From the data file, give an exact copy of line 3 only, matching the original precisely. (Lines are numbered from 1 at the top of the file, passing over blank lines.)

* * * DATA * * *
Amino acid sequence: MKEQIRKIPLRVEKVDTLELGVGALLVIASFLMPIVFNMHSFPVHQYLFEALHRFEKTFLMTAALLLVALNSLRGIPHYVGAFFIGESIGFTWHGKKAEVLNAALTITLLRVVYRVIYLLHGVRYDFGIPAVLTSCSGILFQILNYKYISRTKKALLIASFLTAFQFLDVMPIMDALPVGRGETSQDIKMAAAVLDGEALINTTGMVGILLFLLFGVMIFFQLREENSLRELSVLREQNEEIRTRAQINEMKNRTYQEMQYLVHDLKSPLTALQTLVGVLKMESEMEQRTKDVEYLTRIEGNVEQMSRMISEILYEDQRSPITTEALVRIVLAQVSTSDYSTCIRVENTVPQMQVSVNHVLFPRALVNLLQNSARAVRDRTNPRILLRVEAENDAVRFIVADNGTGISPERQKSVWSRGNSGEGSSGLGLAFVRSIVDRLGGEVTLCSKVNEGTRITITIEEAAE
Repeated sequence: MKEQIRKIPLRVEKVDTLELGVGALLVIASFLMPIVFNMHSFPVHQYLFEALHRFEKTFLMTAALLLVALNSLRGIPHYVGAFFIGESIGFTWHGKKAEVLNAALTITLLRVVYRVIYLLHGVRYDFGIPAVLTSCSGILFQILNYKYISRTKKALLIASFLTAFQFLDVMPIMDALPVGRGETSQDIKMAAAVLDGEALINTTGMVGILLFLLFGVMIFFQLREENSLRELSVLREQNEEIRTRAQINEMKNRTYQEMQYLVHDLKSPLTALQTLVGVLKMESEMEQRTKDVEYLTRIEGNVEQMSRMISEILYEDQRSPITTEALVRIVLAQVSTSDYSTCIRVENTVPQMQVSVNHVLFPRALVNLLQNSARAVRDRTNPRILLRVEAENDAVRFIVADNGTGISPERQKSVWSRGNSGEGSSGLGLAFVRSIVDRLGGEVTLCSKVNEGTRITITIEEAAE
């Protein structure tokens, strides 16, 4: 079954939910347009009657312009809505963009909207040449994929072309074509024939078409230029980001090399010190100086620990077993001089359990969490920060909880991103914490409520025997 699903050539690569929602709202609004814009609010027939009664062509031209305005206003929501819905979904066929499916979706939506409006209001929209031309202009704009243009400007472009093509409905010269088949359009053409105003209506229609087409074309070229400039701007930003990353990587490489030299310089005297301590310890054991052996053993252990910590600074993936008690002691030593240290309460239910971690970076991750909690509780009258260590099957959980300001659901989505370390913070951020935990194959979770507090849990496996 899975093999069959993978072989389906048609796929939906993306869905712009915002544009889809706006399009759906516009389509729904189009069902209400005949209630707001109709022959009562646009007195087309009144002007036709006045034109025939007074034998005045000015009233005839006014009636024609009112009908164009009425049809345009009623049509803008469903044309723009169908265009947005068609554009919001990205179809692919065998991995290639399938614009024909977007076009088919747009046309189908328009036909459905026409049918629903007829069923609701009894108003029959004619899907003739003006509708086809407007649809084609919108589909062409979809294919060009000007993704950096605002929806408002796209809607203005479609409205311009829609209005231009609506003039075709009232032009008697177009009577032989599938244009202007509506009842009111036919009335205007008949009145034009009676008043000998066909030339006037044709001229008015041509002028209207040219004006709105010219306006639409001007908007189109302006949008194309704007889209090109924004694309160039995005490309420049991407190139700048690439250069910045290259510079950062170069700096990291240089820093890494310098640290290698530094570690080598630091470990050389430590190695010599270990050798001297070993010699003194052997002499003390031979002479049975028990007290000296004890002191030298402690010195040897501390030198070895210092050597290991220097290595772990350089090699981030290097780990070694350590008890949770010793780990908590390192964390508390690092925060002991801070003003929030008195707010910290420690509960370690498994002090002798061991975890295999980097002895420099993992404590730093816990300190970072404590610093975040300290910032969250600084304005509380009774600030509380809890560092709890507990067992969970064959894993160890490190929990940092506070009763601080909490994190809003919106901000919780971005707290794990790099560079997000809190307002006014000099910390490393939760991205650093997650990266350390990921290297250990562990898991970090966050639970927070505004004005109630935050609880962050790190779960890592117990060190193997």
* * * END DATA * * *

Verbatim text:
């Protein structure tokens, strides 16, 4: 079954939910347009009657312009809505963009909207040449994929072309074509024939078409230029980001090399010190100086620990077993001089359990969490920060909880991103914490409520025997 699903050539690569929602709202609004814009609010027939009664062509031209305005206003929501819905979904066929499916979706939506409006209001929209031309202009704009243009400007472009093509409905010269088949359009053409105003209506229609087409074309070229400039701007930003990353990587490489030299310089005297301590310890054991052996053993252990910590600074993936008690002691030593240290309460239910971690970076991750909690509780009258260590099957959980300001659901989505370390913070951020935990194959979770507090849990496996 899975093999069959993978072989389906048609796929939906993306869905712009915002544009889809706006399009759906516009389509729904189009069902209400005949209630707001109709022959009562646009007195087309009144002007036709006045034109025939007074034998005045000015009233005839006014009636024609009112009908164009009425049809345009009623049509803008469903044309723009169908265009947005068609554009919001990205179809692919065998991995290639399938614009024909977007076009088919747009046309189908328009036909459905026409049918629903007829069923609701009894108003029959004619899907003739003006509708086809407007649809084609919108589909062409979809294919060009000007993704950096605002929806408002796209809607203005479609409205311009829609209005231009609506003039075709009232032009008697177009009577032989599938244009202007509506009842009111036919009335205007008949009145034009009676008043000998066909030339006037044709001229008015041509002028209207040219004006709105010219306006639409001007908007189109302006949008194309704007889209090109924004694309160039995005490309420049991407190139700048690439250069910045290259510079950062170069700096990291240089820093890494310098640290290698530094570690080598630091470990050389430590190695010599270990050798001297070993010699003194052997002499003390031979002479049975028990007290000296004890002191030298402690010195040897501390030198070895210092050597290991220097290595772990350089090699981030290097780990070694350590008890949770010793780990908590390192964390508390690092925060002991801070003003929030008195707010910290420690509960370690498994002090002798061991975890295999980097002895420099993992404590730093816990300190970072404590610093975040300290910032969250600084304005509380009774600030509380809890560092709890507990067992969970064959894993160890490190929990940092506070009763601080909490994190809003919106901000919780971005707290794990790099560079997000809190307002006014000099910390490393939760991205650093997650990266350390990921290297250990562990898991970090966050639970927070505004004005109630935050609880962050790190779960890592117990060190193997």